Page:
In the opening number, "We Dance," the peasants describe their world:
their lives are ruled by powerful gods, and their island is ruled by the wealthy "grands hommes." They explain that
the peasants and the grands hommes belong to "two different worlds, never meant to meet."
"One Small Girl," they begin the tale of Ti Moune, a peasant girl from their side of the island who fell in love
with a grand homme after being "chosen by the gods for a magical fate." They describe how she was saved from a flood
by the gods when she was a child and raised by loving adoptive parents. At the end of the song, Ti Moune has turned into a
beautiful young woman.
for Life," Ti Moune, who is now working in the hot fields, yearns for an undefined future, which she feels she has been
promised by the gods. She reminds them that they have singled her out and tells them not to forget her. A grand homme dressed
in white drives past her, and she decides he will someday carry her off to a new life.
Agwe, the God of Water, starts by creating
a night of "Rain," and causes the young grand homme, Daniel, to crash his car on a dark road. Ti Moune discovers
him. Cradling the injured Daniel in her arms, Ti Moune realizes that the gods have answered her prayer.
Despite the objections of the peasants, Ti
Moune cares for Daniel. As her father, Tonton Julian, goes off in search of Daniel's family, Ti Moune's mother, Mama
Euralie, observes that Ti Moune has become obsessed with this boy. Tonton Julian discovers Daniel's family, who live behind
the guarded gates of a fine hotel on the other side of the island. Meanwhile, the peasants fear Ti Moune's folly will
bring the wrath of the gods down upon them. They "Pray" to ward off evil as a terrible storm rises.
Inside her hut, Ti Moune
pledges her love to Daniel in the song, "Forever Yours." She imagines him handsome and well. Suddenly, Papa
Ge, the sly Demon of Death, appears to claim Daniel. Ti Moune promises to give up her own life and soul if Papa Ge will only
spare Daniel. He gleefully agrees to her bargain.
Tonton Julian leads Daniel's family to him, and they carry him off in a stretcher. Ti Moune insists on
following Daniel. Although her parents plead with her to remain with them, they finally allow her to leave with their blessing.
Ti Moune's journey
begins as the storytellers enter, dressed as colorful birds, trees, frogs and breezes. They introduce Asaka, the formidable
Mother of the Earth, who promises Ti Moune that "Mama Will Provide" all the things she is likely to need on her
Moune enters Daniel's room, where he lies in bed, still feverish from his injuries. She convinces him that she has come
to heal him, and he agrees to let her stay the night. As Ti Moune lies down beside him, the Goddess of Love, Erzulie, appears
to preside over them in "The Human Heart."
In "Pray – Reprise," the storytellers become gossips, commenting
on the unlikely union of a grand homme and a peasant girl, as Daniel and Ti Moune fall deeply in love. The gossips insist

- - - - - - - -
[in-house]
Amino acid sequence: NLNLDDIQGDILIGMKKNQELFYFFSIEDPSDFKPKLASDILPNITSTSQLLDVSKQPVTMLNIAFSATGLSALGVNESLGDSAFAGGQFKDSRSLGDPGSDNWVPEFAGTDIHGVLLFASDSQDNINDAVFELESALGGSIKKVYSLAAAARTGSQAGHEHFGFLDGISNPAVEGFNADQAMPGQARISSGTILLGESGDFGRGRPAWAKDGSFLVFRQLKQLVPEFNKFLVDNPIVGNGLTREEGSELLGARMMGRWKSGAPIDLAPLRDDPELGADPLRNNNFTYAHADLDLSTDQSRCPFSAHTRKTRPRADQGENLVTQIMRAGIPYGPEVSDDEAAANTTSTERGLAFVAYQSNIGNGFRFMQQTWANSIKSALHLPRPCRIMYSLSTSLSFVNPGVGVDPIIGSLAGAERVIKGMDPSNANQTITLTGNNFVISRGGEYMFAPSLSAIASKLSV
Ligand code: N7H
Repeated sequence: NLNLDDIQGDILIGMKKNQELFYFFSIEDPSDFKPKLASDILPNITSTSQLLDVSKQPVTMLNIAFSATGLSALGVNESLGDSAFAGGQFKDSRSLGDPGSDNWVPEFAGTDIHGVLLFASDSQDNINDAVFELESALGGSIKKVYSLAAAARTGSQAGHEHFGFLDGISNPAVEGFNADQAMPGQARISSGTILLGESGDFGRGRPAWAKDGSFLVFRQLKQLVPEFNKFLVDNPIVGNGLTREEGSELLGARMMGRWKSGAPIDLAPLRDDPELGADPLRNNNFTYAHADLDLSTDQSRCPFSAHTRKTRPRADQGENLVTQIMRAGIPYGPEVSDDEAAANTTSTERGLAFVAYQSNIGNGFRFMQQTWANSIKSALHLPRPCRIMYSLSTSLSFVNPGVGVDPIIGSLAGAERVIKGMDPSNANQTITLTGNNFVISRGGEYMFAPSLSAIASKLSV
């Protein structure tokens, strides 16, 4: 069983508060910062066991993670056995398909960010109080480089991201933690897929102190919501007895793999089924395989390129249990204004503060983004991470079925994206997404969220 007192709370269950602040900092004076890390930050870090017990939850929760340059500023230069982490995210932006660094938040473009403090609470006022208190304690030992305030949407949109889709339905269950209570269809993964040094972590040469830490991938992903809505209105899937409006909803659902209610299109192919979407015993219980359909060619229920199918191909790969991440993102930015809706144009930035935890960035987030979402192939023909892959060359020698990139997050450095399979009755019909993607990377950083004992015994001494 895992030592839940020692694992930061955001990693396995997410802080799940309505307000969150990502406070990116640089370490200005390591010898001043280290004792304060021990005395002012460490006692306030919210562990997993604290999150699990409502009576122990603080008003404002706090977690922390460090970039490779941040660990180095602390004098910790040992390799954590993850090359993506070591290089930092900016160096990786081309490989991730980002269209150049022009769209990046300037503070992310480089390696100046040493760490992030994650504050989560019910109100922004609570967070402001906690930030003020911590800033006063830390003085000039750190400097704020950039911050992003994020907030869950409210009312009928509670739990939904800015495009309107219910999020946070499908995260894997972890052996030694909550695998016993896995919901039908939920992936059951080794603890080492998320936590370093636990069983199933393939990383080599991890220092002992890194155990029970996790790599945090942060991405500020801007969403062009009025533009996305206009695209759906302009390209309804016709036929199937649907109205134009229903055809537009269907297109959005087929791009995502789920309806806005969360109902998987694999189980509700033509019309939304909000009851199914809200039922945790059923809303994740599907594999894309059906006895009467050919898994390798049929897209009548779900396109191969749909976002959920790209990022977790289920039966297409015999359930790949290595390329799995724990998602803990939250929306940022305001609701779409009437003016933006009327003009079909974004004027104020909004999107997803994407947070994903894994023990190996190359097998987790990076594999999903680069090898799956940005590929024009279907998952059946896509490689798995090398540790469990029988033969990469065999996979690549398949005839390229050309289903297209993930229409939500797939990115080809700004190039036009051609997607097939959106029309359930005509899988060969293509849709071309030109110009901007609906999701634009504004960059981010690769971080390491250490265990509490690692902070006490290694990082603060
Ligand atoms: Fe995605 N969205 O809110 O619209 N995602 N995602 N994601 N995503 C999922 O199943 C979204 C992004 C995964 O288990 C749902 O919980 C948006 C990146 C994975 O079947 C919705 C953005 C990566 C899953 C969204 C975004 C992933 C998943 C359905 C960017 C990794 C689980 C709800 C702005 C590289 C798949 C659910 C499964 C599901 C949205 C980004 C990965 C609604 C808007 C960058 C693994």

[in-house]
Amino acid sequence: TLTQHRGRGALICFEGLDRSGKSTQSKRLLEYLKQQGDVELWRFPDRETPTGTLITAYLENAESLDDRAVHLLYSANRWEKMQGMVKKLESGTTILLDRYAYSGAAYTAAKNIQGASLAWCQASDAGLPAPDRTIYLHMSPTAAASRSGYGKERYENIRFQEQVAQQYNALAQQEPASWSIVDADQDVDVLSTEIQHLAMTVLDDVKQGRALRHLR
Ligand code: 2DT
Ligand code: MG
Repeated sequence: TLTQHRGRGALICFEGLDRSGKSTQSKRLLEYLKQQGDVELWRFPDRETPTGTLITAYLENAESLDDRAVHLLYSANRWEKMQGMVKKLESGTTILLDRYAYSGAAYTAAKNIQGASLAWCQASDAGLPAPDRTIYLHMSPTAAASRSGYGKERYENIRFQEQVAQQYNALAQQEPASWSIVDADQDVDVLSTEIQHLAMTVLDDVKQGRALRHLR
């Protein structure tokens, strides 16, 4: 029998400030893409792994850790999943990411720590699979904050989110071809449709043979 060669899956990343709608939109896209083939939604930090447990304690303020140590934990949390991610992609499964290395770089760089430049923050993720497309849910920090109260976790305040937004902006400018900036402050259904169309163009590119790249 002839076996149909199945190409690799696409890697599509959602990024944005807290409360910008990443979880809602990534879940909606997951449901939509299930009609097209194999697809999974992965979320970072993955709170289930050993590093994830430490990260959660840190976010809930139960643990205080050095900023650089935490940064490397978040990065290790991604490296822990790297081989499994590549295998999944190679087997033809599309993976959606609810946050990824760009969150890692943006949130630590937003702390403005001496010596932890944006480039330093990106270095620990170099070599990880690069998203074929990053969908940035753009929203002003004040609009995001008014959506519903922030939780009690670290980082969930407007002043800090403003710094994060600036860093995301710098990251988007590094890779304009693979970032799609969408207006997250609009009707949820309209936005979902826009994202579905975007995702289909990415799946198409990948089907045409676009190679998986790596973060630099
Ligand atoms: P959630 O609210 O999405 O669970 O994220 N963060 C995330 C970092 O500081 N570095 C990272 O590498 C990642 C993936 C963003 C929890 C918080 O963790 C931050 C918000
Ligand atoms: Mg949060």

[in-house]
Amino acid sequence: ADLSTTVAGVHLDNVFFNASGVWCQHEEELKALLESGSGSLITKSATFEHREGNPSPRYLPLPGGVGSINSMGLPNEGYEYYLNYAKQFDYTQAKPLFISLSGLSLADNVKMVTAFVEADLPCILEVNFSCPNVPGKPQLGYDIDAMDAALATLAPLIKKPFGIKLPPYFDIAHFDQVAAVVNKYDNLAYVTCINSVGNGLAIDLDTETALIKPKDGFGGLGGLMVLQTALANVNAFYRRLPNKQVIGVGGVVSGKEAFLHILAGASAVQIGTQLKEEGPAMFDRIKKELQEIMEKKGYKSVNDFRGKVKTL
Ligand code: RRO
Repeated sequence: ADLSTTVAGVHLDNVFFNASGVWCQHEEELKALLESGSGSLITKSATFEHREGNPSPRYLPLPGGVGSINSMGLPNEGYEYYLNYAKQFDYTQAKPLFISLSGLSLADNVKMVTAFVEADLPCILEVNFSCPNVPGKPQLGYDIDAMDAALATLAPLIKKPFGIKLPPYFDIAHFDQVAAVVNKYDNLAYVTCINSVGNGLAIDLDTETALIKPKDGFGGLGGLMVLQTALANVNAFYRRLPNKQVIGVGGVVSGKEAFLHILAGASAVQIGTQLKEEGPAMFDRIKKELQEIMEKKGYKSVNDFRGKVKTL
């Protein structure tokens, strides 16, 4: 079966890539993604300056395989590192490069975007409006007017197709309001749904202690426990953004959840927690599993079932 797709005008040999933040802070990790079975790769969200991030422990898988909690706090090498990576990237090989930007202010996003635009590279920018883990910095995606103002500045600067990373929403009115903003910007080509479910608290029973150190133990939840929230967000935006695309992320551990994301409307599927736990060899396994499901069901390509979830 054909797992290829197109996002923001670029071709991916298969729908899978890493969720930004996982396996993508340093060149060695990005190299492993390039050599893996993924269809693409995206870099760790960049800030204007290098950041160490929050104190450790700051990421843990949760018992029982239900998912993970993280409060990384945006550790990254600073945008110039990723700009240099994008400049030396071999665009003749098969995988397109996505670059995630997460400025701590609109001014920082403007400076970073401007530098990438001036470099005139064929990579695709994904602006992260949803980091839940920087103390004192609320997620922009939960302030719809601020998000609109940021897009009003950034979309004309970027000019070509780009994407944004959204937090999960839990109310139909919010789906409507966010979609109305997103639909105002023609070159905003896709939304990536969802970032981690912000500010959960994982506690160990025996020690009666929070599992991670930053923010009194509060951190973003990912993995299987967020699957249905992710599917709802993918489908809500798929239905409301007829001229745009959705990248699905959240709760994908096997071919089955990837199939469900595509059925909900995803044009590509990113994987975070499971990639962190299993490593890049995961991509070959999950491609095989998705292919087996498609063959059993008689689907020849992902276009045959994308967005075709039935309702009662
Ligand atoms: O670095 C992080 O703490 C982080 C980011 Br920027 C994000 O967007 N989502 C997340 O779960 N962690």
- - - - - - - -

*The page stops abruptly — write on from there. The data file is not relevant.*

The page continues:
Ti Moune may be Daniel's mistress, but will never become his wife.
On a starlit evening, Ti Moune tells Daniel of her dreams for
their future. He replies she is different from "Some Girls" he has known and says, "some girls you marry, some
you love." As he sings, another girl dresses before a mirror, her elegant movements and clothes in contrast to Ti Moune's
simplicity and earthiness.
At the Hotel Beauxhomme, a ball is held and the grand hommes eagerly wait for a glimpse of Ti Moune. She
arrives, dressed beautifully but simply. Daniel introduces Ti Moune to Andrea Devereaux, the girl we saw dressing for the
ball. At Andrea's request, Ti Moune dances, enchanting everyone at the ball. As Ti Moune celebrates her triumphant performance,
Andrea asks her to perform at her wedding, explaining it is she who will be marrying Daniel.
Daniel tells Ti Moune he was promised to
Andrea as a child and, "this is how things are done." Ti Moune is in shock, and Daniel bluntly tells her they could
never have married.
Desolate and alone, Ti Moune hears critical voices from the past echoing in her head. Papa Ge appears and reminds her
of her promise, reprising "Forever Yours." He says that, instead of surrendering her own soul, she can choose to
kill Daniel and have her own life back. Reminding her of Daniel's betrayal, he gives her a knife.
Ti Moune is thrown out of the Hotel Beauxhomme.
She waits, not eating or sleeping, until Daniel and Andrea pass by her after their wedding, tossing coins to the peasants.
She calls out to Daniel, and he pauses by her side for a moment before moving on. She curls up in despair and, from her hand
,falls the coin Daniel has pressed into it.
Mama Euralie begins a lament for Ti Moune, "Part of Us." The storytellers enact Ti Moune's
death. She is passed gently from one god to the next until Asaka at last takes Ti Moune to her breast and lays her to rest
in the earth.
Ti Moune is resurrected from the earth as a beautiful tree, one which will shelter peasants and grand hommes alike for
years to come. The storytellers tell the little girl how Daniel's young son encountered a beautiful peasant girl in the
tree, and the spirit of Ti Moune set them free to love one another. This is "Why We Tell the Story." They sing to
the little girl, "For out of what we live and we believe, our lives become the stories that we weave."
As the little girl picks up the thread of the story and begins
to tell it, the storytellers resume their places around the fire. The stars come out as the lights fade on them.